When We Make Heaven the Point

Welcome to this week’s edition of Why They Call Me a Heretic.

“Jesus said, ‘I am the way, the truth, and the life; no one gets into heaven but through me'” (John 14:6, NITBV).

This message is so widely preached and embraced, I imagine it’s getting a few solemn head bobs from the evangelical crowd. I imagine if I plastered the quote above onto a graphic and posted it across my social media platforms, it would spread like gospel truth, because well, to some, it is gospel truth.

And I wonder.

I wonder if anyone would catch it.

You know, the fact that Jesus didn’t say that at all. Or the fact that NITBV stands for Nowhere in the Bible Version. (Not that I actually expected anyone to pick up on that last bit.)

Here’s what Jesus really said: “I am the way, the truth, and the life; no one comes to the Father but through me” (John 14:6 NASB, emphasis mine). And this is where I imagine my head-bobbing evangelical friends saying, “Well, you can’t get to heaven without going through Jesus to the Father, so really it’s the same thing.”

It’s not, friends. It’s not.

In fact, I would submit that whenever we make heaven (or avoiding hell) the point, we miss the point.

Recently, I’ve been reading The Curate of Glaston by George MacDonald (companion to There and Back). Two characters are discussing the purpose of the Church: one feels it is up to the Church to prove there is a God, the other that it is the Church’s duty to proclaim Christianity. Thomas asks, “What is Christianity, then?” His companion replies, “God in Christ, and Christ in man” (The Curate of Glaston, George MacDonald, Location 919). The Church just celebrated Christmas – the Incarnation of Emmanuel, God with Us. As Mel Wild of In My Father’s House says, “Christmas is about presence.” I have been arguing for some time now that the entire gospel is about presence – God’s presence.

When Jesus says, “I am the way, the truth, and the life; no one comes to the Father but through me,” it’s part of a larger discussion with His disciples about where He is going (John 13:36; 14:5). He mentions going to prepare a place for his disciples in His Father’s house, and it seems Thomas misses the point, just like many of us, and wants to know how to get to this prepared place (John 14:5). Interestingly, Jesus doesn’t point the way to the house, but to the Father. Even later in his discourse, He says, “I am going to the Father” (John 16:28).

News of heaven, or even news of avoiding hell, is simply not good enough. And I know, because that was the gospel I believed growing up. I had some kind of hope (I suppose) in my name being in the Lamb’s book of life (Revelation 21:15) an eventuality of God wiping away every tear (Revelation 21:4), but I did not perceive a God at work in my day-to-day life, and had very little use for Him. From the time I was eight or nine years old, I began contemplating suicide, because death seemed to be the only way out, and along with those thoughts, I lost whatever hope of heaven I had, as well. Christians did not commit suicide, or so I was told.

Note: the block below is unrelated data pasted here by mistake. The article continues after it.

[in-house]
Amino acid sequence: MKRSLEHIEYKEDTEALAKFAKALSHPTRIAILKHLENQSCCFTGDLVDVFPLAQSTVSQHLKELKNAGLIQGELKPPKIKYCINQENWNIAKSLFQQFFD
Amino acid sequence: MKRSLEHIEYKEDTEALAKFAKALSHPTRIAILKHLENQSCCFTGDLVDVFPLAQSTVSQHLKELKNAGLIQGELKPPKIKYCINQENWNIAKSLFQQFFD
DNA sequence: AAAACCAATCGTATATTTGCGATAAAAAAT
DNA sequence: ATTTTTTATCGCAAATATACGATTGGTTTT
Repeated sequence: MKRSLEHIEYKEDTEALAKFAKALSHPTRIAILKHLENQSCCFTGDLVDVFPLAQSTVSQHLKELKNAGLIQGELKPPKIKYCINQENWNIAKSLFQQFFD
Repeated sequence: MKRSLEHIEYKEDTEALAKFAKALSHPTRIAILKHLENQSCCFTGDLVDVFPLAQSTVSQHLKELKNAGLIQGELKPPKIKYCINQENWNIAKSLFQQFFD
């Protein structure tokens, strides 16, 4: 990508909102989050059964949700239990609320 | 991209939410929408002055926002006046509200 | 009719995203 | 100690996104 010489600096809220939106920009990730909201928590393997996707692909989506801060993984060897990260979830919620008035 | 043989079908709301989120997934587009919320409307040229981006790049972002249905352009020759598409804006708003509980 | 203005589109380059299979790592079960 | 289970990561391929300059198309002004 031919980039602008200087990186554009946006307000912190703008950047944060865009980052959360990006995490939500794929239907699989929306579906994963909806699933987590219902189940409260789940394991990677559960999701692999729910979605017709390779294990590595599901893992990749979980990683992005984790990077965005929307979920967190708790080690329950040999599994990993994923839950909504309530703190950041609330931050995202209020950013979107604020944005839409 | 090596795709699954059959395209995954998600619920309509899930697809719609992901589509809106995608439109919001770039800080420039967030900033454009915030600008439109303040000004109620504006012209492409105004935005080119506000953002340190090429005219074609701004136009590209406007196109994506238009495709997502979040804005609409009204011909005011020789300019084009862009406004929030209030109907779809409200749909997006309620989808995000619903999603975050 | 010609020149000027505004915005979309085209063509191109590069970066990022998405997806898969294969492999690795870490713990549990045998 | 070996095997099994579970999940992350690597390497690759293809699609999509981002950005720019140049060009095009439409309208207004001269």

I tried being a “good Christian girl” for years. I knew Biblical doctrine inside and out (even opposing viewpoints), and I taught it in Sunday school. But I felt bad teaching, thinking if parents knew a depressed and suicidal person was teaching their children, they’d boot me to the curb, and eventually, I stopped teaching on my own. I think I avoided God for much the same reason: I imagined He was disgusted by my mental illness, and didn’t really want anything to do with me.

I was nineteen years old before I understood that God knew and loved me personally, mental illness and all; it was like a dam between my head and my heart was breached. And from there, not all at once, but little by little, my intellect and my heart have been coming together, and I begin to understand restoration, not as the means by which to make me better, but as God’s means to draw me closer and closer to Himself. And as I grow closer and closer to Him, more and more, I become who I would be if it weren’t for sin. Of course, that process won’t be complete until Heaven, but I have Him now. And He wants to be with me now.

Yes, I believe I’m going to heaven, but the only reason heaven offers any hope for this girl is because it’s eternity in the presence of God without sin getting in the way, but even then, the hope is not heaven, but God’s uninterrupted presence.

The real good news, the real hope for right now is that through Jesus, I have access to the Father. Through Jesus, I can say, “You have made known to me the path of life; in Your presence is fullness evermore; in Your right hand are pleasures forever” (Psalm 16:11 NASB). Through Jesus, I can attest that abundant life is not your best life now, but the presence of the Father, who walks with me no matter what I’m facing or what my attitude is. Through Jesus, I can say, “I am going to the Father,” anytime I want.

What are your thoughts?